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Pregnancy Bliss | Reproductive Health Hub

What is the difference between thalassaemia major and minor?
To have the overt full-blown condition, one needs to inherit the two defective genes from both parents, therefore making a pair of defective genes. This will produce a clinical condition termed as "major".

This is a very serious condition requiring special treatment for the entire life of the individual. The life expectancy is also considerably reduced.

Thalassaemia minor, on the other hand, means in the particular pair of genes, there is one normal gene and one defective gene. In other words, this person will be known as a carrier of the disease.

Are people with thalassaemia minor better off health-wise?
Most definitely yes. They are much healthier, leading virtually independent lives. It is not unusual for a carrier of the defective gene (i.e. a thalassaemia minor individual) not to be aware of his or her status.
Occasionally, two individual carriers who are partners could find out for the first time about their status when the woman becomes pregnant and when tell-tale findings in routine blood tests lead to specific diagnostic tests.

Who are more at risk of being affected, boys or girls?
Both sexes are affected equally. If the two parents are carriers, the baby will have a one in four chance of ending up with the full-blown condition: that is, thalassaemia major.

What are the chances that the baby will be completely unaffected (if both parents are carriers)?
Again, the chance is one in four. This leaves two in four or a 50% chance of the offspring being a carrier. If such a couple had four children, mathematically, they should expect one completely healthy child, two children who would be relatively healthy but carrying the beta-­thalassaemia gene, and one sick child with the condition thalassaemia major. Of course, it does not work that way in real life. They could end up with four completely healthy children, four sick children or any mix.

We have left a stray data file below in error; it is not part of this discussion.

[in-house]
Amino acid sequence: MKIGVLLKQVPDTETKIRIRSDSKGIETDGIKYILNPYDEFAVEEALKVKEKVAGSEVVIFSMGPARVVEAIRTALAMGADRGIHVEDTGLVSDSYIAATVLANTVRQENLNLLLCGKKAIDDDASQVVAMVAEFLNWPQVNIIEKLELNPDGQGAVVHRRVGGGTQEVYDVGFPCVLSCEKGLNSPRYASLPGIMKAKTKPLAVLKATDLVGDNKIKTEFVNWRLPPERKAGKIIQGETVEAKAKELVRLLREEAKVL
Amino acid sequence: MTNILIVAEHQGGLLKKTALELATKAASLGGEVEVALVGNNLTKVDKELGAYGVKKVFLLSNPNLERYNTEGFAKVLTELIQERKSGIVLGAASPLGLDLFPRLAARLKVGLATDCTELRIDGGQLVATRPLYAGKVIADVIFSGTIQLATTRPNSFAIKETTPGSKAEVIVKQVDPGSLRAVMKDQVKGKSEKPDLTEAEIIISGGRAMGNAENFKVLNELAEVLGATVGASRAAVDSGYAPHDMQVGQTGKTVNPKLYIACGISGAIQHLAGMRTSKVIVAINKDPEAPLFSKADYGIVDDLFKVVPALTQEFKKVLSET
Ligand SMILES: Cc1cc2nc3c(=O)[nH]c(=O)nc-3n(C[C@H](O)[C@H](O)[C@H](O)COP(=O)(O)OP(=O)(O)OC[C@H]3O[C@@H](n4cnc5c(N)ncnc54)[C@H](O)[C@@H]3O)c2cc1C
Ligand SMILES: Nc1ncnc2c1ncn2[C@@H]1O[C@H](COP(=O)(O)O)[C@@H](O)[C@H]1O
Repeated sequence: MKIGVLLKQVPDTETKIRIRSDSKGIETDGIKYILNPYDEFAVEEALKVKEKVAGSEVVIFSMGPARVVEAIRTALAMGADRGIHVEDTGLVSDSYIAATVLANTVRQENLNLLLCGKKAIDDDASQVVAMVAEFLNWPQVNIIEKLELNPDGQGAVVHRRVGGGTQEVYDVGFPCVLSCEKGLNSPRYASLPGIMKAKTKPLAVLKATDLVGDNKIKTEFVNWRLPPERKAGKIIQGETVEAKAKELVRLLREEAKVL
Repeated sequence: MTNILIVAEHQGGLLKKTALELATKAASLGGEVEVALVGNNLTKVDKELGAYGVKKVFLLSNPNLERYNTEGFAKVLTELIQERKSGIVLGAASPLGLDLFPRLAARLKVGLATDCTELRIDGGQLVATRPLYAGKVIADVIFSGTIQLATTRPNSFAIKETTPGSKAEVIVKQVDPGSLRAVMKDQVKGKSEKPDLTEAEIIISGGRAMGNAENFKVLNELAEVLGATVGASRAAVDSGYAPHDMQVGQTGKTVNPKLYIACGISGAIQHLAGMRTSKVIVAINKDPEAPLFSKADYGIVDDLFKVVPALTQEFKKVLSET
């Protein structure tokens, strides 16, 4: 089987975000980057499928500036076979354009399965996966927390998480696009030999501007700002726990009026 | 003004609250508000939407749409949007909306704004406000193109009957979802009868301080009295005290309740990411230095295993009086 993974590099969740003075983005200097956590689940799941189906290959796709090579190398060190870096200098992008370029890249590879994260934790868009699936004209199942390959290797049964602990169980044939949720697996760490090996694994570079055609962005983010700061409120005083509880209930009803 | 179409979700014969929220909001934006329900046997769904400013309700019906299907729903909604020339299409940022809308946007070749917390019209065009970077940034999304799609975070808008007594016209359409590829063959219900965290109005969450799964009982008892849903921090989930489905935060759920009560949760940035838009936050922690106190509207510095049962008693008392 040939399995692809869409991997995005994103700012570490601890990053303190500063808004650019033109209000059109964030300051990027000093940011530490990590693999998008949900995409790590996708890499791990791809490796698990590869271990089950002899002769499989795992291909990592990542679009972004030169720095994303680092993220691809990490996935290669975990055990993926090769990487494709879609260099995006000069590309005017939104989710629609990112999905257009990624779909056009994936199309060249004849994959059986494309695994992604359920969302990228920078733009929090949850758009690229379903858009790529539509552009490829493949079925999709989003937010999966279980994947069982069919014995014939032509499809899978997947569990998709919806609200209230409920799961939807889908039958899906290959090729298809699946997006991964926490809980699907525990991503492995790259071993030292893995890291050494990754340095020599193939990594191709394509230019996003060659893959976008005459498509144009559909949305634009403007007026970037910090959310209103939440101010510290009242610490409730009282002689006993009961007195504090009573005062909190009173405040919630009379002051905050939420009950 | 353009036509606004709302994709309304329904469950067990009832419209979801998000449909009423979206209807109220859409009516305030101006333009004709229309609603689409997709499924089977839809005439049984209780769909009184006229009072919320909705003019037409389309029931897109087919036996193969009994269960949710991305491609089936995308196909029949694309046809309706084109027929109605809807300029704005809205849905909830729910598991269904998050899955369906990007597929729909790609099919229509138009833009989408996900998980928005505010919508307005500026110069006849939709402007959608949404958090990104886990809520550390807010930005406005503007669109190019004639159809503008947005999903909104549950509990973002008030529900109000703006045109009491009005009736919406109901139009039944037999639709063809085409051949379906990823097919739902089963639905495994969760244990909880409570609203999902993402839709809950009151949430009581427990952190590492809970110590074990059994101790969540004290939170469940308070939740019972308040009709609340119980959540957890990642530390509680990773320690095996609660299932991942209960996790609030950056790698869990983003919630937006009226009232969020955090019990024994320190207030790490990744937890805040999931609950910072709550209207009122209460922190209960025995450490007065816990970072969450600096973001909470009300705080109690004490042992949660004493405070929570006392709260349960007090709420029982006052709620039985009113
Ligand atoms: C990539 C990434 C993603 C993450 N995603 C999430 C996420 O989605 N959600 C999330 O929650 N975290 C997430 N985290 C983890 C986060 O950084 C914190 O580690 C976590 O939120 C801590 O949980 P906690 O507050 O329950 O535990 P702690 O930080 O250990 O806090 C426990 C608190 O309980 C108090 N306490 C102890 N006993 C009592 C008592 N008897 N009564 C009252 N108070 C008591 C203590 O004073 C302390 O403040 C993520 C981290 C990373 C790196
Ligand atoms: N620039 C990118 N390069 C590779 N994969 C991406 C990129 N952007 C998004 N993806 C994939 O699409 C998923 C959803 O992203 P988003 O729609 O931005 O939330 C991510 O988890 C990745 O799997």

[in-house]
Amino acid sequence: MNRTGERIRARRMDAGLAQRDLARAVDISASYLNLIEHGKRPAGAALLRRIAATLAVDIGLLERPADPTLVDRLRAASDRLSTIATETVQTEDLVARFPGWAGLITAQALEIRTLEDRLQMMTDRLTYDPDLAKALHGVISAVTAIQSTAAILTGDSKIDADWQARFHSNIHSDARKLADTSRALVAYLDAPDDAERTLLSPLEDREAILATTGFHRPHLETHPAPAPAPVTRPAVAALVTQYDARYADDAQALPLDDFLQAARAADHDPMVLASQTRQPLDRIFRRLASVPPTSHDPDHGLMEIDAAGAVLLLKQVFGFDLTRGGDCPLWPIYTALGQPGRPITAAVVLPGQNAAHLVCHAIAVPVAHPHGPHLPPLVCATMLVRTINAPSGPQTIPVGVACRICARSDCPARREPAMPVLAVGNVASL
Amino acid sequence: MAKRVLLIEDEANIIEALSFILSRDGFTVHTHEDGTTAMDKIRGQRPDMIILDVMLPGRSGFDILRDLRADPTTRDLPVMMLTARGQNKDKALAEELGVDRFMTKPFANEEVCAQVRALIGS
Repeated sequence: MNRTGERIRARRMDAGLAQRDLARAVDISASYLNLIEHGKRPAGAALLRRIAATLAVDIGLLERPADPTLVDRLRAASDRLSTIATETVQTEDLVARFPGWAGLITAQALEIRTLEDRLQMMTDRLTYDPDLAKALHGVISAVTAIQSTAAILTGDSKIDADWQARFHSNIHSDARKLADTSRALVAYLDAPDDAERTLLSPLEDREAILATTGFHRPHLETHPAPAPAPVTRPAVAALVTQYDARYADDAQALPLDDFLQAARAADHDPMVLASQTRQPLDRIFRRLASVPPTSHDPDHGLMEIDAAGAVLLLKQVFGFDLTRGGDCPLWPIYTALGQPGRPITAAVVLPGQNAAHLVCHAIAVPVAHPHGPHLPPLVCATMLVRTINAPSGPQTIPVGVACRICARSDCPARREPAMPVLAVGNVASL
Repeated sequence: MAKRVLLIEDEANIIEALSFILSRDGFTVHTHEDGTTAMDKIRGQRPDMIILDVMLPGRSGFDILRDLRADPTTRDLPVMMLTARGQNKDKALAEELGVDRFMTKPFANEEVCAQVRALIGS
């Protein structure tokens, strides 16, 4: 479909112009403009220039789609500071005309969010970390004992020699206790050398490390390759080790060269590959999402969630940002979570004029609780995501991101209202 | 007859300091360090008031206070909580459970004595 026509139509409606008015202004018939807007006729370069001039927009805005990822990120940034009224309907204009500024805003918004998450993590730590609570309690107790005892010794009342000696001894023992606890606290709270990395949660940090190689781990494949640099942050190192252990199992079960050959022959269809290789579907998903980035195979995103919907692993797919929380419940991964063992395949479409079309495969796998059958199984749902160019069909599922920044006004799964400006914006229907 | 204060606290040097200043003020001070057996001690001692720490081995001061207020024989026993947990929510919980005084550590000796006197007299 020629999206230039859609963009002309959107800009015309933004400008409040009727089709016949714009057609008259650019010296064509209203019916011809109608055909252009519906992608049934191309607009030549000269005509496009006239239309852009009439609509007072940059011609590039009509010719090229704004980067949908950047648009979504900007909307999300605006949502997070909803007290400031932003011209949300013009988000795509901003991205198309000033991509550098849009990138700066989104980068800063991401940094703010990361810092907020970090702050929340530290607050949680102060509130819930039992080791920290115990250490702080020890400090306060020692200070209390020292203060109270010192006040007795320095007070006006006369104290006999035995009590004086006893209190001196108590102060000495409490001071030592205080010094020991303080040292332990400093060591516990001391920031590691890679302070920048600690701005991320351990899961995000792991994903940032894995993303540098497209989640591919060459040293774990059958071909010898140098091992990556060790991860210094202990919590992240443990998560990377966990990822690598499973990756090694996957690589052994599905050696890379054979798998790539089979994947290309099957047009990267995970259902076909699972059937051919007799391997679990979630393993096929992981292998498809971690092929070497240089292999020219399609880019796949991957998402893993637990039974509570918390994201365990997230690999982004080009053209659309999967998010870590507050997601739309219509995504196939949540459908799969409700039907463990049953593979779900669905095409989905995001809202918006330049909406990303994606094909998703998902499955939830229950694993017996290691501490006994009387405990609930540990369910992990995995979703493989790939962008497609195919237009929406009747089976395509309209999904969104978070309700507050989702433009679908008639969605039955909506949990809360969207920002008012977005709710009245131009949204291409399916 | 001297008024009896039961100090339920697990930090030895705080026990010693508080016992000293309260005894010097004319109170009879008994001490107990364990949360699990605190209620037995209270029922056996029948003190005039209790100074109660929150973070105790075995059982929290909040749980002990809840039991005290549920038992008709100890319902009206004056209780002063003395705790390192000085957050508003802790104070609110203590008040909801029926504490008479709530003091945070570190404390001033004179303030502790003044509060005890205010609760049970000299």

What are the prospects for the thalassaemia major child?
This is a difficult condition to control and treatment is life­long. In years gone by, these children were lucky to get to the age of ten. Things have improved markedly in the last three decades or so. The mainstay for the majority remains repeated blood transfusion. With this, thalassaemia major patients commonly make it to their twenties.

What is the biggest problem with frequent blood transfusion?
Infection risks in modem blood transfusion have been severely minimized but not eliminated altogether.

However, the main problem in this condition is the iron overload which is inevitable with repeated transfusions. Excess iron is deposited in major vital organs - including the heart, liver and pancreas - slowly damaging them.
Eventual failure of these organs, especially the heart, leads to death.

Is there anything that can be done to curb the iron overload?
There are various forms of medication used to combat this, so far with mixed success.

Are there any other forms of treatment?
To circumvent blood transfusion, bone marrow transplants have been used, occasionally (but not always) with success. The best chance is produced by the availability of a matching donor, especially if it is a sibling. Not all siblings will match.

Is gene therapy for thalassaemia available?
Research is still going on into the possibility of gene replacement therapy. This, if cracked, will be the fail-safe magic solution to this and many other genetic conditions. Indications are that this is still some way off.
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